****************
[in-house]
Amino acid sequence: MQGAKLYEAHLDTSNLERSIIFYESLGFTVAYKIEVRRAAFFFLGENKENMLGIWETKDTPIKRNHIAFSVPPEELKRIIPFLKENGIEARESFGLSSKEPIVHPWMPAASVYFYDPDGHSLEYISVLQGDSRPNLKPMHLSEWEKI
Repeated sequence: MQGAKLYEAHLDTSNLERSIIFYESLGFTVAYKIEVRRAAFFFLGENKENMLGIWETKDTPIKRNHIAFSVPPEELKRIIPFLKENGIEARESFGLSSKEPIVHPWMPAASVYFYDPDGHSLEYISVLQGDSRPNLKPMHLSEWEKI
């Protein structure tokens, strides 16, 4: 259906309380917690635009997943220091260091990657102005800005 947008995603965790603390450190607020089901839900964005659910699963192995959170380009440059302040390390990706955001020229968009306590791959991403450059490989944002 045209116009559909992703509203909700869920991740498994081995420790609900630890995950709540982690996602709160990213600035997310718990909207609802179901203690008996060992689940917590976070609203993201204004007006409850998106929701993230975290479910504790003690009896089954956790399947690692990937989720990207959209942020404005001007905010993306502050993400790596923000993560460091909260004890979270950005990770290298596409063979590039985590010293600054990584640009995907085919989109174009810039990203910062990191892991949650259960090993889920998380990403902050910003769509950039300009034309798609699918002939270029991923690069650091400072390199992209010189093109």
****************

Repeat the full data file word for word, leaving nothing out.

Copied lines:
[in-house]
Amino acid sequence: MQGAKLYEAHLDTSNLERSIIFYESLGFTVAYKIEVRRAAFFFLGENKENMLGIWETKDTPIKRNHIAFSVPPEELKRIIPFLKENGIEARESFGLSSKEPIVHPWMPAASVYFYDPDGHSLEYISVLQGDSRPNLKPMHLSEWEKI
Repeated sequence: MQGAKLYEAHLDTSNLERSIIFYESLGFTVAYKIEVRRAAFFFLGENKENMLGIWETKDTPIKRNHIAFSVPPEELKRIIPFLKENGIEARESFGLSSKEPIVHPWMPAASVYFYDPDGHSLEYISVLQGDSRPNLKPMHLSEWEKI
């Protein structure tokens, strides 16, 4: 259906309380917690635009997943220091260091990657102005800005 947008995603965790603390450190607020089901839900964005659910699963192995959170380009440059302040390390990706955001020229968009306590791959991403450059490989944002 045209116009559909992703509203909700869920991740498994081995420790609900630890995950709540982690996602709160990213600035997310718990909207609802179901203690008996060992689940917590976070609203993201204004007006409850998106929701993230975290479910504790003690009896089954956790399947690692990937989720990207959209942020404005001007905010993306502050993400790596923000993560460091909260004890979270950005990770290298596409063979590039985590010293600054990584640009995907085919989109174009810039990203910062990191892991949650259960090993889920998380990403902050910003769509950039300009034309798609699918002939270029991923690069650091400072390199992209010189093109």